Chicago White Sox rebuild proves to be entertaining

(Photo by Maddie Meyer/Getty Images)
(Photo by Maddie Meyer/Getty Images) /

This Chicago White Sox rebuilding season is proving to be far more entertaining than in recent years where they tried to compete for the playoffs and miserably failed in doing so.

Last July, Chicago White Sox general manager Rick Hahn expressed his discontent with the direction of the team when he commented on how the White Sox were “mired in mediocrity.” The vision for the White Sox as a playoff team last season didn’t come to fruition, but, then again, it hasn’t since 2008.

Season after season, White Sox fans have tolerated excruciating teams where the front office tried to sell us on the fact that the roster was good enough to compete for a playoff spot, when, in reality, it wasn’t. Although, let’s be fair. There were a couple of seasons where the White Sox posted solid records but were outplayed by the Minnesota Twins and Detroit Tigers down the stretch and, thus, failed to make the playoffs.

According to ESPN’s MLB standings, since and excluding 2008, the White Sox finished over .500 twice, which was in 2010 and 2012. Frustrated fans could only watch in disappointment as the franchise continued to grasp at goals that weren’t within reach.

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But the outcries of disappointment and discontent finally reached the front office and, more importantly, were understood. The rebuild began to take shape with the trade of ace and fan-favorite Chris Sale, a deal in which they acquired Yoan Moncada, Michael Kopech, Luis Alexander Basabe and Victor Diaz.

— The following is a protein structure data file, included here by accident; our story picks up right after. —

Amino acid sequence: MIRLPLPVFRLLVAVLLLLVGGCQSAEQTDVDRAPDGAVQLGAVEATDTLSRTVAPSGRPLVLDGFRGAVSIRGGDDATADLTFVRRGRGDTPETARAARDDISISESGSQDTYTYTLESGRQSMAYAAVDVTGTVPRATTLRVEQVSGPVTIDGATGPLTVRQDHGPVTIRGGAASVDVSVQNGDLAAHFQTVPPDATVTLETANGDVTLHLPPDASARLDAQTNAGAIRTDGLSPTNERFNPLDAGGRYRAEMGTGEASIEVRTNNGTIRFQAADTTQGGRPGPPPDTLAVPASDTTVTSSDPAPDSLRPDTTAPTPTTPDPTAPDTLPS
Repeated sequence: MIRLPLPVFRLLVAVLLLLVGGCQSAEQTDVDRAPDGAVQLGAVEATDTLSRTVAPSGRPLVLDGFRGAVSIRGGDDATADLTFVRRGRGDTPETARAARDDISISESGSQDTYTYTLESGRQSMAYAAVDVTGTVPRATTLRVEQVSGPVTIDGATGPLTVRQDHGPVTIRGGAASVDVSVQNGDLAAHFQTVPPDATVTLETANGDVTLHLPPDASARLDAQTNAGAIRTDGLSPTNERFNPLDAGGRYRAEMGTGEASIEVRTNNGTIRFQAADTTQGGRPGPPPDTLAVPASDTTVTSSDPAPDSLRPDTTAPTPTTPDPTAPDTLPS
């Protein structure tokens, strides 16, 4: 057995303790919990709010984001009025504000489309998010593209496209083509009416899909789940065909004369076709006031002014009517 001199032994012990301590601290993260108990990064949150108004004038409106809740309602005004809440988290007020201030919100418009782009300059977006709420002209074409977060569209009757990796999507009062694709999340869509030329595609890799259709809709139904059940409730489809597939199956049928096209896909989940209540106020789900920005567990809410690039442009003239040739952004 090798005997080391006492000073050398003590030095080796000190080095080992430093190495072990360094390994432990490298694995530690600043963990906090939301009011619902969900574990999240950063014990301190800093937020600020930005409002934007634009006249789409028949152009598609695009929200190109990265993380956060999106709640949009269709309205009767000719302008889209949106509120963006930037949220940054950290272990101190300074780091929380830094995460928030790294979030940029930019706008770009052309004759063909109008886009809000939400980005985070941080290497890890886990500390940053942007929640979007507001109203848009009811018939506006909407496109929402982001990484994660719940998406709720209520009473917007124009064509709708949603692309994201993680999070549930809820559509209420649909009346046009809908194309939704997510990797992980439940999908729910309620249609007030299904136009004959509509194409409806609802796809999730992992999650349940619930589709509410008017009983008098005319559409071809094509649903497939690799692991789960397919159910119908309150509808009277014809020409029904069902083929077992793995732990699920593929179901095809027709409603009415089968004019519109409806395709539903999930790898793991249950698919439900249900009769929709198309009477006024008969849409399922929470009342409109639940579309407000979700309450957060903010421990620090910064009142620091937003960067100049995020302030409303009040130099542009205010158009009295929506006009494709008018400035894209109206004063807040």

This deal marked the beginning of a significant flurry of trades orchestrated by Hahn and the front office. Since then, the White Sox have arguably put together the best farm system in baseball.

What more could you ask for? The Sox set a goal, and are now working towards achieving it. The goal of this rebuild is to achieve and sustain consistent success. Consistent success wasn’t attainable through the conditions of their previous win-now strategy.

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The Chicago White Sox are going to lose a lot, and that’s the goal, but every loss moves them closer to the number one overall pick. Losing baseball games isn’t painful like in years past. We understand this team isn’t supposed to compete. There isn’t the added stress of having to win against division rivals.

Additionally, Sox fans collectively have been following the farm system much more intensely than in years past. If losing is truly stressing out Sox fans, they can always take their minds off the major league team and follow the farm system. This season is drastically different from previous ones–this time, there is a realistically attainable goal.